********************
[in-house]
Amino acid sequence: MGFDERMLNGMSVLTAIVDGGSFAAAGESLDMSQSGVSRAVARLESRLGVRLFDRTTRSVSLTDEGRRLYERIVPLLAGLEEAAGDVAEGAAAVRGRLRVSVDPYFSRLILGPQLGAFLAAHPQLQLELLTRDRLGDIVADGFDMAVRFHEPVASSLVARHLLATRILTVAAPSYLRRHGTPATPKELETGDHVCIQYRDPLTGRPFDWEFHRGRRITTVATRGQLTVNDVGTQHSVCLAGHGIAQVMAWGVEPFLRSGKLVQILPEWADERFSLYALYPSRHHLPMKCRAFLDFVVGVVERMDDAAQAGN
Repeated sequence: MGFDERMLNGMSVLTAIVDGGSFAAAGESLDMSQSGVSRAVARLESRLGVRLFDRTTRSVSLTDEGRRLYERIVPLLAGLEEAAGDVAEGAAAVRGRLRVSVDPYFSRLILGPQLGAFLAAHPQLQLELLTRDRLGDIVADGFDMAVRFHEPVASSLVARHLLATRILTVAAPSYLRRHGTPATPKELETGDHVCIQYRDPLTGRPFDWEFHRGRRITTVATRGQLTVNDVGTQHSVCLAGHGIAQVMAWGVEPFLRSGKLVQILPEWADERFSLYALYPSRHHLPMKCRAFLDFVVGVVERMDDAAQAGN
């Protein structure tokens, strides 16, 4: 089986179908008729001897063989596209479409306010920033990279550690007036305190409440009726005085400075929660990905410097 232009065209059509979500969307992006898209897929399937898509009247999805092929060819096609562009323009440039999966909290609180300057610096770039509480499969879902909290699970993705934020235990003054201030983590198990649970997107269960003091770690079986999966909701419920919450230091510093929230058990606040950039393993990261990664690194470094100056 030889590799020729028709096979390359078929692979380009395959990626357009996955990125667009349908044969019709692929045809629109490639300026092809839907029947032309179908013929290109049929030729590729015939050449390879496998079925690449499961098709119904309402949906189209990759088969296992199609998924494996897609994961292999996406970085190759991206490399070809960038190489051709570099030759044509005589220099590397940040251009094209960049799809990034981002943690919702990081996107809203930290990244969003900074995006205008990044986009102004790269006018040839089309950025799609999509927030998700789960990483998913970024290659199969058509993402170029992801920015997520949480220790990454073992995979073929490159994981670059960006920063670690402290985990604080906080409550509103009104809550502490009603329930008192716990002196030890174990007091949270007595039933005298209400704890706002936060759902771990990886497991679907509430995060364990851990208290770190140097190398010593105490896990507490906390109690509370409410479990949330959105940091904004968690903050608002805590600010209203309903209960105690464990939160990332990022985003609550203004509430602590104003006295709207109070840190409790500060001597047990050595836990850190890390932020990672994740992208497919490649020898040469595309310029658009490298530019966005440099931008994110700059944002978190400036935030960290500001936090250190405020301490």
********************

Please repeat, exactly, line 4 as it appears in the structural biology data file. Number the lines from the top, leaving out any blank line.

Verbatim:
């Protein structure tokens, strides 16, 4: 089986179908008729001897063989596209479409306010920033990279550690007036305190409440009726005085400075929660990905410097 232009065209059509979500969307992006898209897929399937898509009247999805092929060819096609562009323009440039999966909290609180300057610096770039509480499969879902909290699970993705934020235990003054201030983590198990649970997107269960003091770690079986999966909701419920919450230091510093929230058990606040950039393993990261990664690194470094100056 030889590799020729028709096979390359078929692979380009395959990626357009996955990125667009349908044969019709692929045809629109490639300026092809839907029947032309179908013929290109049929030729590729015939050449390879496998079925690449499961098709119904309402949906189209990759088969296992199609998924494996897609994961292999996406970085190759991206490399070809960038190489051709570099030759044509005589220099590397940040251009094209960049799809990034981002943690919702990081996107809203930290990244969003900074995006205008990044986009102004790269006018040839089309950025799609999509927030998700789960990483998913970024290659199969058509993402170029992801920015997520949480220790990454073992995979073929490159994981670059960006920063670690402290985990604080906080409550509103009104809550502490009603329930008192716990002196030890174990007091949270007595039933005298209400704890706002936060759902771990990886497991679907509430995060364990851990208290770190140097190398010593105490896990507490906390109690509370409410479990949330959105940091904004968690903050608002805590600010209203309903209960105690464990939160990332990022985003609550203004509430602590104003006295709207109070840190409790500060001597047990050595836990850190890390932020990672994740992208497919490649020898040469595309310029658009490298530019966005440099931008994110700059944002978190400036935030960290500001936090250190405020301490």